On Monday night, Democrat Tim Kaine and Republican George Allen participated in their second televised debate, in which the two discussed federal budget deficits, Medicare, and taxes, among other topics. The race between Kaine — Virginia's governor from 2006 and 2010 — and Allen — the state's governor from 1994 to 1998, and a senator from 2001 to 2007 — has become one of the most closely watched contests in the nation. Allen is running for the very seat he lost in the 2006 midterm election bloodbath that saw Republicans lose control of both the Senate and the House of Representatives. He was defeated by Jim Webb, who is retiring at the end of his term in January. The final debate between Kaine and Allen is October 18 at 7pm in Blacksburg at Virginia Tech.
Republicans are hoping Virginia can provide them with an opportunity to pick up a senate seat in their efforts to retake the upper chamber, where the Democrats currently have a 53 to 47 majority. But polls at the moment indicate an uphill battle for the GOP, as Kaine leads Warner 51% to 44% among likely voters according to the latest poll from PPP. Each of the last three independently-conducted polls show Kaine leading Allen by at least five points. Furthermore, nine out of the last ten polls show Kaine leading. Real Clear Politics sums up the last ten polls:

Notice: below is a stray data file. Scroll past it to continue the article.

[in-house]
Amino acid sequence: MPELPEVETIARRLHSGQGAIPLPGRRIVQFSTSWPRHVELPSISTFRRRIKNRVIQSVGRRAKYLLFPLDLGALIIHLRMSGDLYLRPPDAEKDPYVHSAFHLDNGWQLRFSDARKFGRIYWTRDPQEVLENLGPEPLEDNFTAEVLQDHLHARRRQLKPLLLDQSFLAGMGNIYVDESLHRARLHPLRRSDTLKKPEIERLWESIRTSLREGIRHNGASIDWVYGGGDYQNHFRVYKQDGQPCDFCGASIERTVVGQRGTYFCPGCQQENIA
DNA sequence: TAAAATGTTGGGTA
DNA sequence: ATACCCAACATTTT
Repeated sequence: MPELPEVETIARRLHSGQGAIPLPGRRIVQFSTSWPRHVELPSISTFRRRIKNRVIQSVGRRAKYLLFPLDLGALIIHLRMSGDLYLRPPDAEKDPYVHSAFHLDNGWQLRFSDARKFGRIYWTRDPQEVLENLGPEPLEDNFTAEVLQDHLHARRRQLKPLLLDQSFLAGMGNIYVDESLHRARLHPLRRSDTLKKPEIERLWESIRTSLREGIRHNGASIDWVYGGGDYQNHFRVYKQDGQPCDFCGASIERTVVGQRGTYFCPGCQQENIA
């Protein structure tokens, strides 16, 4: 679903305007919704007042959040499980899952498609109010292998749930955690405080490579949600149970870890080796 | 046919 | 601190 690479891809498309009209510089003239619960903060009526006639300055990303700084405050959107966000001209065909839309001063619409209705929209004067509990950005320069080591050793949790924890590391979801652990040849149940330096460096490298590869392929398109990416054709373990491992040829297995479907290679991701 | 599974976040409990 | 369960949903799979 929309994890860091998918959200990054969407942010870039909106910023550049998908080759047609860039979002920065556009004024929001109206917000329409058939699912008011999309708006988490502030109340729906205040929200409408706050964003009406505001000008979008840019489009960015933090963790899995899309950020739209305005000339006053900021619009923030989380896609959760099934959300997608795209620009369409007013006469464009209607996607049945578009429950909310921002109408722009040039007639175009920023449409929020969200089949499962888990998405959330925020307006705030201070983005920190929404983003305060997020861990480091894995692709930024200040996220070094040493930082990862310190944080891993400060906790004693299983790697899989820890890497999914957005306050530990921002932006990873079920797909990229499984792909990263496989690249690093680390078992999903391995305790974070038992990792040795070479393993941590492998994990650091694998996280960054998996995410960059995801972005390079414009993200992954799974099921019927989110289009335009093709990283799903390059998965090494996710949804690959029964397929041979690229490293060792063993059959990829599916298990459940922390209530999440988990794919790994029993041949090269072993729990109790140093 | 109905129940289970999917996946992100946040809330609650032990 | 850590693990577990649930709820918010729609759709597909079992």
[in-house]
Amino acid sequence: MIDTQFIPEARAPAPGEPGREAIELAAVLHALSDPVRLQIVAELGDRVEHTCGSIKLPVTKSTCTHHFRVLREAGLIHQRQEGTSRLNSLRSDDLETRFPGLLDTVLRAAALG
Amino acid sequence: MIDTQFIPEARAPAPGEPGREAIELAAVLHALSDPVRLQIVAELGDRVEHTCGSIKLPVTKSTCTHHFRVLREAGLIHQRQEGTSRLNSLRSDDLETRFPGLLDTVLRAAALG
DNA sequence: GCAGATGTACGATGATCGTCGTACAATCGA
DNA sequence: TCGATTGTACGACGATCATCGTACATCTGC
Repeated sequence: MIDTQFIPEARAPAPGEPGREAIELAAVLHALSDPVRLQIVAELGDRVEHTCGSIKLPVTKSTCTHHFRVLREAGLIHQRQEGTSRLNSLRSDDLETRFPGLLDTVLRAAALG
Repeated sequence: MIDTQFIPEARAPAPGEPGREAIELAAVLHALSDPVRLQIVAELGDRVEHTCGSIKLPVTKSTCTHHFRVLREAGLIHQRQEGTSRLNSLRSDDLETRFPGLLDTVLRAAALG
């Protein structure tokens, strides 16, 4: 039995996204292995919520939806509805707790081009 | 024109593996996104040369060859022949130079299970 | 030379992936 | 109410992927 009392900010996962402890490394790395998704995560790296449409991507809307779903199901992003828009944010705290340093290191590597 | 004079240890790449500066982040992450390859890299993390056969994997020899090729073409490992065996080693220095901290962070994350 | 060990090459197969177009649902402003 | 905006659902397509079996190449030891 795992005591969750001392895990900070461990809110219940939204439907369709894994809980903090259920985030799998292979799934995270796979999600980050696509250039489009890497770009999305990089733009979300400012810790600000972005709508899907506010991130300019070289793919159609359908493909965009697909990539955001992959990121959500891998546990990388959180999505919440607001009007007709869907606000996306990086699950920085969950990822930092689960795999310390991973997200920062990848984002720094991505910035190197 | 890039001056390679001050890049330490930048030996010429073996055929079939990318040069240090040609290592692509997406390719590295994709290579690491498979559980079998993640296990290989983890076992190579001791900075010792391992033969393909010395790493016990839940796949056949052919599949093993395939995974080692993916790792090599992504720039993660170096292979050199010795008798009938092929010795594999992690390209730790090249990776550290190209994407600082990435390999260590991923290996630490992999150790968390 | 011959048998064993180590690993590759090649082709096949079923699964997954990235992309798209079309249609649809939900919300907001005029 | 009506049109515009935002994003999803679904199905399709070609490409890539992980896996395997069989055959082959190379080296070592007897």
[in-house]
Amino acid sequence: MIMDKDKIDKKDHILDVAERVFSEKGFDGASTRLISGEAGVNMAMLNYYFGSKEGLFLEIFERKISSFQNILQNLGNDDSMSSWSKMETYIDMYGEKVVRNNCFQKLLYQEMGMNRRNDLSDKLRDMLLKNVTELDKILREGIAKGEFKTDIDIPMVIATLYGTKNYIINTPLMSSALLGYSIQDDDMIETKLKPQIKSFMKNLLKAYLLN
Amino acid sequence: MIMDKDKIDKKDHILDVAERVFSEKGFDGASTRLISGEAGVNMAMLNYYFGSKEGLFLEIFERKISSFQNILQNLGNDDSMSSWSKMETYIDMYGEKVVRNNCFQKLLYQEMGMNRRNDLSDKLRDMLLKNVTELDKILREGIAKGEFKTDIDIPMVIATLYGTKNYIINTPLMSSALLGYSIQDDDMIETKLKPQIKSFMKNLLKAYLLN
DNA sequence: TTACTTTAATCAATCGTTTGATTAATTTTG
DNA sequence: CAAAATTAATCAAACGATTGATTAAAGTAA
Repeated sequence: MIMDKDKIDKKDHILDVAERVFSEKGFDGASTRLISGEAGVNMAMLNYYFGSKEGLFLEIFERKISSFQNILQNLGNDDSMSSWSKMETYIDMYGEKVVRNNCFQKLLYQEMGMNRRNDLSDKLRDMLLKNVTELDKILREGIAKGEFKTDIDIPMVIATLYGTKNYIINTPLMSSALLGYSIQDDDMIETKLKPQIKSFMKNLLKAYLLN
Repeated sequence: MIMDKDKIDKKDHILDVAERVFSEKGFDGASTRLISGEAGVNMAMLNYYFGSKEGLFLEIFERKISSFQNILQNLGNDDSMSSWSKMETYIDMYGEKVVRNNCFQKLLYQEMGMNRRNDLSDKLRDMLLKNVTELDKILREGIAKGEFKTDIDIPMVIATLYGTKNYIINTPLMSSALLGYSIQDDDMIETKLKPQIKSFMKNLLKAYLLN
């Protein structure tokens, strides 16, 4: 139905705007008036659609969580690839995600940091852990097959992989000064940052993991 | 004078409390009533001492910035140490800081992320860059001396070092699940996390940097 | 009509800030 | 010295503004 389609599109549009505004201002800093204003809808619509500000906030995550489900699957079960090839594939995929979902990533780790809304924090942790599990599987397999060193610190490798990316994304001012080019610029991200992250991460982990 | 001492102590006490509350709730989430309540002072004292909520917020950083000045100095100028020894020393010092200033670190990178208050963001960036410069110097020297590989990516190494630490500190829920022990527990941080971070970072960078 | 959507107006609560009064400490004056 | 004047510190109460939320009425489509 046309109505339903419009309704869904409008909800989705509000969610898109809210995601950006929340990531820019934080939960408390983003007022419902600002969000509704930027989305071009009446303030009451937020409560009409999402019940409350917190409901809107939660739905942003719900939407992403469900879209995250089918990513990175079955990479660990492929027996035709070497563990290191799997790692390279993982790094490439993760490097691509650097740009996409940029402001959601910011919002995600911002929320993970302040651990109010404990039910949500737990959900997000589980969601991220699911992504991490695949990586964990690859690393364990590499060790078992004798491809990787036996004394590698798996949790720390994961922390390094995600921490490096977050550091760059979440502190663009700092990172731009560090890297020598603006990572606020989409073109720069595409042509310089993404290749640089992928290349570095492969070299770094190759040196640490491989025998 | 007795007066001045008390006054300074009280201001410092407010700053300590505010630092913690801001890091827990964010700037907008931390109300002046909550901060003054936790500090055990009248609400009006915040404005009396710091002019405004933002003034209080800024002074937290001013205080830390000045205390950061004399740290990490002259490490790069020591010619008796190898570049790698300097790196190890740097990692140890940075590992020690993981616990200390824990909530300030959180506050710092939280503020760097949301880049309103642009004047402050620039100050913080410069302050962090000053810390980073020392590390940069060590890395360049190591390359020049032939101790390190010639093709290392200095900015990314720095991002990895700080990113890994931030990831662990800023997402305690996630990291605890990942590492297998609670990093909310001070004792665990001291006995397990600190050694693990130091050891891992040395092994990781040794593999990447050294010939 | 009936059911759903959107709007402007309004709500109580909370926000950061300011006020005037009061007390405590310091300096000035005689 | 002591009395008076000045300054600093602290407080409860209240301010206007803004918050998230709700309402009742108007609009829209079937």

In an election year where it seemed Republicans had a legitimate chance at reclaiming the White House while also retaking the senate, the state of the senate race in The Old Dominion should worry conservatives.
Once a solidly red state, Virginia has turned purple, going for Obama in 2008 while also electing Democrat Mark Warner to the Senate by a nearly 2 to 1 margin over his Republican rival. Although Ohio receives much of the attention as a presidential bellwether, in many ways Virginia, with its rapidly changing demographics — particularly in the northern part of the state — more closely mirrors the changes underway in the country as a whole.
Presidential polls in Virginia indicate that the state is very much a toss-up. The latest is a PPP survey showing Obama up by three points just days after Rasmussen showed Mitt Romney leading by a single point. Here's a look at the presidential polling picture in Virginia since the beginning of September, courtesy of Real Clear Politics:
And as always, it's important to note where the big money in this senate race is coming from: